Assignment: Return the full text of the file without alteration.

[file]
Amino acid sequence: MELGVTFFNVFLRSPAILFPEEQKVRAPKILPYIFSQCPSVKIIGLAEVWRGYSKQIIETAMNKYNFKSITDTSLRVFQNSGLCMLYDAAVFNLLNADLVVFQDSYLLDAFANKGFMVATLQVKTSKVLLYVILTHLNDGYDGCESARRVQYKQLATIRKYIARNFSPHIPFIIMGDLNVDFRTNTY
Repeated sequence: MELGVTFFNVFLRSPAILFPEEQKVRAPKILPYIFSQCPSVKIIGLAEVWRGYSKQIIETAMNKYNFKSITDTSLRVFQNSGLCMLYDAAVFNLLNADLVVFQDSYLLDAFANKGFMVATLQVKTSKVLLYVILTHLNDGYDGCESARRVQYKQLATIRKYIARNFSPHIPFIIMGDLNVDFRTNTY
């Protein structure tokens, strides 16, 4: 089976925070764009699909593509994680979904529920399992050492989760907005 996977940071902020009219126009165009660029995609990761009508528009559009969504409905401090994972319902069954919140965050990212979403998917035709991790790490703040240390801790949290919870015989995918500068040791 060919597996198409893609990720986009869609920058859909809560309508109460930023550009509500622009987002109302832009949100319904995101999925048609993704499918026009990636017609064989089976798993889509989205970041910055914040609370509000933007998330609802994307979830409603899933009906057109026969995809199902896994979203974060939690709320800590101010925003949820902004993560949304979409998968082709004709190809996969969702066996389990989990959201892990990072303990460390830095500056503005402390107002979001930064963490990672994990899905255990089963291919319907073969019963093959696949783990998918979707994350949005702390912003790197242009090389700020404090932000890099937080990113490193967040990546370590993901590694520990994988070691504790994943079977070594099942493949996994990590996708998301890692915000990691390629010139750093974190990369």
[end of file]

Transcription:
Amino acid sequence: MELGVTFFNVFLRSPAILFPEEQKVRAPKILPYIFSQCPSVKIIGLAEVWRGYSKQIIETAMNKYNFKSITDTSLRVFQNSGLCMLYDAAVFNLLNADLVVFQDSYLLDAFANKGFMVATLQVKTSKVLLYVILTHLNDGYDGCESARRVQYKQLATIRKYIARNFSPHIPFIIMGDLNVDFRTNTY
Repeated sequence: MELGVTFFNVFLRSPAILFPEEQKVRAPKILPYIFSQCPSVKIIGLAEVWRGYSKQIIETAMNKYNFKSITDTSLRVFQNSGLCMLYDAAVFNLLNADLVVFQDSYLLDAFANKGFMVATLQVKTSKVLLYVILTHLNDGYDGCESARRVQYKQLATIRKYIARNFSPHIPFIIMGDLNVDFRTNTY
């Protein structure tokens, strides 16, 4: 089976925070764009699909593509994680979904529920399992050492989760907005 996977940071902020009219126009165009660029995609990761009508528009559009969504409905401090994972319902069954919140965050990212979403998917035709991790790490703040240390801790949290919870015989995918500068040791 060919597996198409893609990720986009869609920058859909809560309508109460930023550009509500622009987002109302832009949100319904995101999925048609993704499918026009990636017609064989089976798993889509989205970041910055914040609370509000933007998330609802994307979830409603899933009906057109026969995809199902896994979203974060939690709320800590101010925003949820902004993560949304979409998968082709004709190809996969969702066996389990989990959201892990990072303990460390830095500056503005402390107002979001930064963490990672994990899905255990089963291919319907073969019963093959696949783990998918979707994350949005702390912003790197242009090389700020404090932000890099937080990113490193967040990546370590993901590694520990994988070691504790994943079977070594099942493949996994990590996708998301890692915000990691390629010139750093974190990369």